WashU affiliated authors: Albern X. Tan, Elizabeth Michalski, Young-Shin Jun (Dept. of Energy, Environmental, and Chemical Engineering)
Abstract: Effectively recovering phosphate from wastewater streams and reutilizing it as a nutrient will critically support sustainability. Here, to capture aqueous phosphate, we developed novel mineral–hydrogel composites composed of calcium alginate, calcium phosphate (CaP), and calcium silicate hydrate (CSH) (CaP + CSH/Ca-Alg). The CaP + CSH/Ca-Alg composites were synthesized by dripping a sodium alginate (Na-Alg) solution with ionic precursors into a calcium chloride bath. To change the mineral seed’s properties, we varied the calcium bath concentrations and the ionic precursor (sodium dibasic phosphate (NaH2PO4) and/or sodium silicate (Na2SiO3)) amounts and their ratios. The added CSH in the mineral–hydrogel composites resulted in the release of calcium and silicate ions in phosphate-rich solutions, increasing the saturation ratio with respect to calcium phosphate within the mineral–hydrogel composites. The CSH addition to the mineral–hydrogel composites doubled the phosphate removal rate while requiring lesser initial amounts of Ca and P materials for synthesis. By incorporating both CSH and CaP mineral seeds in composites, we achieved a final concentration of 0.25 mg-P/L from an initial 6.20 mg-P/L. Moreover, the mineral–hydrogel composites can remove phosphate even under CaP undersaturated conditions. This suggests their potential to be a widely applicable and environmentally sustainable treatment and recovery method for nutrient-rich wastewater.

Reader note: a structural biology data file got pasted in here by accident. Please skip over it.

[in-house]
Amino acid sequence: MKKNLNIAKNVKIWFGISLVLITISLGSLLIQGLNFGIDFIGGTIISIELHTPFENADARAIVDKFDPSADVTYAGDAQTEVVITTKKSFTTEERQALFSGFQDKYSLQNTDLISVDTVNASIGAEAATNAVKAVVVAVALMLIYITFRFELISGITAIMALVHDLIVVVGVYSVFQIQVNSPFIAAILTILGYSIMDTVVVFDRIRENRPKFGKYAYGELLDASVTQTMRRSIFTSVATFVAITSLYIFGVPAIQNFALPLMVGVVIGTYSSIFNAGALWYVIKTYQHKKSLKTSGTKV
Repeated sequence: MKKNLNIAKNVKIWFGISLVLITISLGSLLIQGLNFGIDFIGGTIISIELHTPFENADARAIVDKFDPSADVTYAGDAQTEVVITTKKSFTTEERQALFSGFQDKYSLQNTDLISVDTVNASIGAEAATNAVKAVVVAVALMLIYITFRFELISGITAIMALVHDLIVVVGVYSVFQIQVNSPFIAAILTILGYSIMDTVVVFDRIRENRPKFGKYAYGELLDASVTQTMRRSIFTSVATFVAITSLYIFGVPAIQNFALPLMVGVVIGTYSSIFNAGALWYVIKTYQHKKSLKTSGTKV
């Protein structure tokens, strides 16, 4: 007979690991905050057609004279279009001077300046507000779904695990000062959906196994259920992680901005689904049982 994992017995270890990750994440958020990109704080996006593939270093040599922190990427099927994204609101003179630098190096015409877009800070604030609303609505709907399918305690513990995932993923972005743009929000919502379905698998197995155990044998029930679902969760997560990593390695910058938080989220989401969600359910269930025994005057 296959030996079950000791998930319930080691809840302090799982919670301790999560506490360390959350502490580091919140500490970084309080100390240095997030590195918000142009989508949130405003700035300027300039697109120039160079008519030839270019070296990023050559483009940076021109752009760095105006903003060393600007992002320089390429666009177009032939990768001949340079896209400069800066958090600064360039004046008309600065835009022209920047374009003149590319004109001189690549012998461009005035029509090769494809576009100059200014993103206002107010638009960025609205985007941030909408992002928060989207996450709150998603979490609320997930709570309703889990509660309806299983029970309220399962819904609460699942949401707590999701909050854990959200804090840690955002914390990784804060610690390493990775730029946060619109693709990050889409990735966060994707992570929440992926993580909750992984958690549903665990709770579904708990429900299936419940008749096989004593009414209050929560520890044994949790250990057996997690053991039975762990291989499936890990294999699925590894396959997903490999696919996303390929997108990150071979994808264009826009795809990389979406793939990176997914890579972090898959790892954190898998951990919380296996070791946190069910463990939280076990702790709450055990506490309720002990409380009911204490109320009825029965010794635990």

Citation or DOI: https://doi.org/10.1021/acsestengg.1c00204